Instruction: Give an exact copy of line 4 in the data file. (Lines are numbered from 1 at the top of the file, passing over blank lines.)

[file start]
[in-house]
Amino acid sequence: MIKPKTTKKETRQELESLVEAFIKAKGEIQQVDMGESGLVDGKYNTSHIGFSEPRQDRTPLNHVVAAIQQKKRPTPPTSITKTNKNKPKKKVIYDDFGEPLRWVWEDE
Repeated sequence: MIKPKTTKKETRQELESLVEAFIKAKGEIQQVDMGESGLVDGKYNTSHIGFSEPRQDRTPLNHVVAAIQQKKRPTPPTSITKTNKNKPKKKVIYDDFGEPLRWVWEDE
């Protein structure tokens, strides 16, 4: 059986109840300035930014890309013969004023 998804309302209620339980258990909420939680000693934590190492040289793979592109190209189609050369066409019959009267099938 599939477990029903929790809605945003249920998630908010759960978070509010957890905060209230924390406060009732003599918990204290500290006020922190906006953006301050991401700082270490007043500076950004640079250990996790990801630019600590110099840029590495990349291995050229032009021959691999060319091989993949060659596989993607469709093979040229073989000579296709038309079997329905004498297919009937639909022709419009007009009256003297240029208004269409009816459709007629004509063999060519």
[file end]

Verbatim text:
């Protein structure tokens, strides 16, 4: 059986109840300035930014890309013969004023 998804309302209620339980258990909420939680000693934590190492040289793979592109190209189609050369066409019959009267099938 599939477990029903929790809605945003249920998630908010759960978070509010957890905060209230924390406060009732003599918990204290500290006020922190906006953006301050991401700082270490007043500076950004640079250990996790990801630019600590110099840029590495990349291995050229032009021959691999060319091989993949060659596989993607469709093979040229073989000579296709038309079997329905004498297919009937639909022709419009007009009256003297240029208004269409009816459709007629004509063999060519």